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HomeUncategorizedDal Votes 2015, Candidate Profile: Yazan Matarieh

Dal Votes 2015, Candidate Profile: Yazan Matarieh

Name: Yazan Matarieh

Age: 19

Hometown: Hebron, Palestine

Program: Engineering

Relevant Experience: DSU Council Member-at-large for 2014-15, participation with NSPIRG working groups

(Photo supplied)

Dalhousie Gazette: Why do you want to be on Dalhousie’s Board of Governors?

Yazan Matarieh: Well, I think that Dalhousie University has a lot of potential. Dalhousie has a lot of things that it can improve on. But I think it’s heading in the wrong direction, administratively. There are a few issues that the university is not handling well. Issues of transparency, of communication with students, issues of tuition fees, tuition fee hikes. The issues of transparency and communication, what we’ve seen for a while now, the university has been very obscure in how it handles issues that relate to students. You’ll see in the issues of misogyny in the dentistry department, the student body has been left out and shut out quite effectively. And there’s the issue of communication. We’ve had the ombudsperson office removed and scrapped in 2012, which meant there was no way for students to anonymously and safely carry their concerns about the university to the Board of Governors and to the administration. So there’s that issue.

There’s [also] Sexton representation. There’s been talk about converting the old central library into an extension of Sexton campus. So that has been talked about since two years ago, we’re still approaching the implementation of that. Being a Sexton student, I can offer a lot when it comes to knowing what Sexton students need, what they can offer themselves and invoke on the Board of Governors. It’s an issue of transparency and Sexton representation, as well as tuition fees.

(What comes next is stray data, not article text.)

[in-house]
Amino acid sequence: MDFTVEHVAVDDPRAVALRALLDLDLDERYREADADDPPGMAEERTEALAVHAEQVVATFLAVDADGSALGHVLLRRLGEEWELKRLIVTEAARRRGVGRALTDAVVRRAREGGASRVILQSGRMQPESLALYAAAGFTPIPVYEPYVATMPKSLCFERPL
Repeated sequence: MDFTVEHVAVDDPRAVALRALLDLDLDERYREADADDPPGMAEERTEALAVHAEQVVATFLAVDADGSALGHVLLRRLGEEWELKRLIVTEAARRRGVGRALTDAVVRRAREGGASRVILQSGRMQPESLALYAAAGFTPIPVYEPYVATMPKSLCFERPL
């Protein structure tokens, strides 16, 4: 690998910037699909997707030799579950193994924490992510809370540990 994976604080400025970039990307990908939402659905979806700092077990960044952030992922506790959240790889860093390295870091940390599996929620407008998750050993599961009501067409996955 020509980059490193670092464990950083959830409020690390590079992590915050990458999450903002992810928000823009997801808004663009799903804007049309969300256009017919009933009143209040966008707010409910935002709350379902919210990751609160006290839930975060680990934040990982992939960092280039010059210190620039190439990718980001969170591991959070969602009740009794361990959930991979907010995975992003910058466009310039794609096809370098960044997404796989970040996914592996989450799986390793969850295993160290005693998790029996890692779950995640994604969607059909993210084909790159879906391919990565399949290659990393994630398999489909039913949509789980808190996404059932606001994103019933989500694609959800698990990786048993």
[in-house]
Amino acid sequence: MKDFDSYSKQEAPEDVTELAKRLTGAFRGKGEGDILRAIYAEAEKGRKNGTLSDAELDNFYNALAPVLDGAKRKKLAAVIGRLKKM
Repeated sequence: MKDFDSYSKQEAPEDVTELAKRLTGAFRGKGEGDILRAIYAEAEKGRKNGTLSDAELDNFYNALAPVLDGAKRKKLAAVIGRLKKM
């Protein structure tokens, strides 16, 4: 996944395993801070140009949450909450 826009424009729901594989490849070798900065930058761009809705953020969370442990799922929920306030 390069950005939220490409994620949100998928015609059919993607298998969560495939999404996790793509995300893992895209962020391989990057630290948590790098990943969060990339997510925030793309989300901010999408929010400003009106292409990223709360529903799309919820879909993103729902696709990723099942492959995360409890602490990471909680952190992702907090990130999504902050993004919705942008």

DG: What did you mean when you said Dalhousie has potential?

YM: We can see that there’s a very vibrant student culture here. By that I mean there are a lot of student groups that are very active in terms of awareness campaigns, in terms of things that are to the core, that tackle issues here in Halifax and at Dalhousie. You have South House dealing with women’s issues. You have DalOUT dealing with gender issues and LGBTQ community issues. You’ve got NSPRIG which is working with Divest Dal, working with so many other groups. You have this new group that just popped up called Dal Students Against Fee Hikes, dealing with tuition hikes that aren’t fair to students.